Let me point to you some Scriptures. Matthew 12:35-36: "A good man out of
the good treasure of his heart brings forth good things, and an evil man out
of the evil treasure brings forth evil things. But I say to you that for
every idle word men may speak, they will give account of it in the day of
judgment." God knows everything we have done in the past. Romans 2:6,
speaking of God that He "will render to each one according to his deeds." If
God didn't know what our deeds were, He couldn't judge us according to them.

God also knows everything that is actual in the present. Job 23:10: "But He
knows the way that I take; when He has tested me, I shall come forth as
gold." Job clearly understood that God knew what was happening in his life.
Proverbs 15:3: "The eyes of the Lord are in every place, keeping watch on
the evil and the good." Present tense. God sees and knows everything that

I suppose where the "rub" comes, is in the future. And that's where this
whole "openness debate" centers. Does God know the future? Does He know
actually everything what's going to happen in the future? Well, I believe He
does. And I do so because of what the Word of God says. Listen to this,
Isaiah 46:9-10: God says, "Remember the former things of old, for I am God,
and there is no other; I am God, and there is none like Me, declaring the
end from the beginning, and from ancient times things that are not yet done,
saying, 'My counsel shall stand, and I will do all My pleasure.'" See, it's
evident that God says, even from the ancient times, "I have declared the
things that are not yet done." God knows the future.

Acts 15:18: "Known unto God are all His works from the beginning of the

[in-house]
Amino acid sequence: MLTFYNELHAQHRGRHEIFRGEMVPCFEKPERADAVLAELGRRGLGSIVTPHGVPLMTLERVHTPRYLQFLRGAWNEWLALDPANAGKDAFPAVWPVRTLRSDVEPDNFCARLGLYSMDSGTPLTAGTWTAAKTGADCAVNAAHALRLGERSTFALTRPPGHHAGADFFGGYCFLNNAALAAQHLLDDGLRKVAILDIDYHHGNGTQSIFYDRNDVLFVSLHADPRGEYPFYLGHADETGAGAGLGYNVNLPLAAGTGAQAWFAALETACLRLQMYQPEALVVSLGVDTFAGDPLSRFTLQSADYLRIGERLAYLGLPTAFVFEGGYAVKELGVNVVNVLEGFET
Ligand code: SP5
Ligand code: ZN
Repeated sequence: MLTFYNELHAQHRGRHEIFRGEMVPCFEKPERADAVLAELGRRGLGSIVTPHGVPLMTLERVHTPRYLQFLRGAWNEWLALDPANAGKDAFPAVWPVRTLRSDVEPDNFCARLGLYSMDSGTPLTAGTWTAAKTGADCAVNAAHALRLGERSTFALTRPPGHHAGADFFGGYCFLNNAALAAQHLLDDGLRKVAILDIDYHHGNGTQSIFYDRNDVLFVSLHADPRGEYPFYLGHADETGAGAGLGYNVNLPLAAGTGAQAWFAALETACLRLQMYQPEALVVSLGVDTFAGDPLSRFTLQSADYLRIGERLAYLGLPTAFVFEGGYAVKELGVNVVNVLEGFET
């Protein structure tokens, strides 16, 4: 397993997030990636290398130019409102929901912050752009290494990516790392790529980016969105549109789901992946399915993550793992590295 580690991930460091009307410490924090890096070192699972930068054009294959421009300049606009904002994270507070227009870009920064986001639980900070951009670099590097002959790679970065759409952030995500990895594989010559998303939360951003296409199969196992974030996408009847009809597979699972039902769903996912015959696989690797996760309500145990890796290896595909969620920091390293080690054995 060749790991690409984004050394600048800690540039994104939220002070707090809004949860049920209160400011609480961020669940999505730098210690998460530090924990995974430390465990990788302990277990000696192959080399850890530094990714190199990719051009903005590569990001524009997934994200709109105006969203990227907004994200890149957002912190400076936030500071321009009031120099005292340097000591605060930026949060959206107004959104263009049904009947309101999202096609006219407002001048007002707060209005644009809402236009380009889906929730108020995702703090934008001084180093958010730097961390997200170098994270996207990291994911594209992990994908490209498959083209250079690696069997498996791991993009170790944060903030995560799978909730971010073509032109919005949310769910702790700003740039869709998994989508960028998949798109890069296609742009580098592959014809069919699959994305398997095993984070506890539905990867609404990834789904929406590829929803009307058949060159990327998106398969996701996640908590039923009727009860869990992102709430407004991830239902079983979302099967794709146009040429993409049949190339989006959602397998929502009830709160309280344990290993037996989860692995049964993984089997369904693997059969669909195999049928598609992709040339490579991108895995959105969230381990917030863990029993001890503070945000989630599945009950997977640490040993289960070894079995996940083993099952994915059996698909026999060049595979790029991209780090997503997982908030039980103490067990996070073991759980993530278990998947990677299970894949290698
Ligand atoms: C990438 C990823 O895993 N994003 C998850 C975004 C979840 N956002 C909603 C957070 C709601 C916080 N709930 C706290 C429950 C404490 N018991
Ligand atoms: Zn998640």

world" (KJV). Now, that doesn't say, "Known unto God are all His works to
the present time. He's waiting to find out what you and I will do so He can
know the future." That is not said, it is not implied. I don't think it is a
legitimate concept.

Knowledge is exploding, friends, exploding at a rate of more than 2,000
pages every minute of every day. I mean, think about that, even Einstein
couldn't keep up! If you read 24 hours a day, from age 21 to age 70, and
miraculously you retained everything you read, you would be
one-and-a-half-million years behind when you finished--reading 24 hours a
day, from age 21 to age 70, retaining everything, you're still a
million-and-a-half years behind.

Now, that's not a problem with God, however. And I think that's what the
omniscience of God is all about. God knows everything completely. Everything
that actually happened in the past, God knew before it would happen.
Everything that actually is happening in the present, God knows today. He
knows what's going to happen today--and everything that will happen will
actually happen in the future. God knows all about it.

But let me take you one step further. I think the Bible not only teaches
that God knows everything that is actual in the past, present and future. I
think the Bible also teaches that God knows everything that is potential in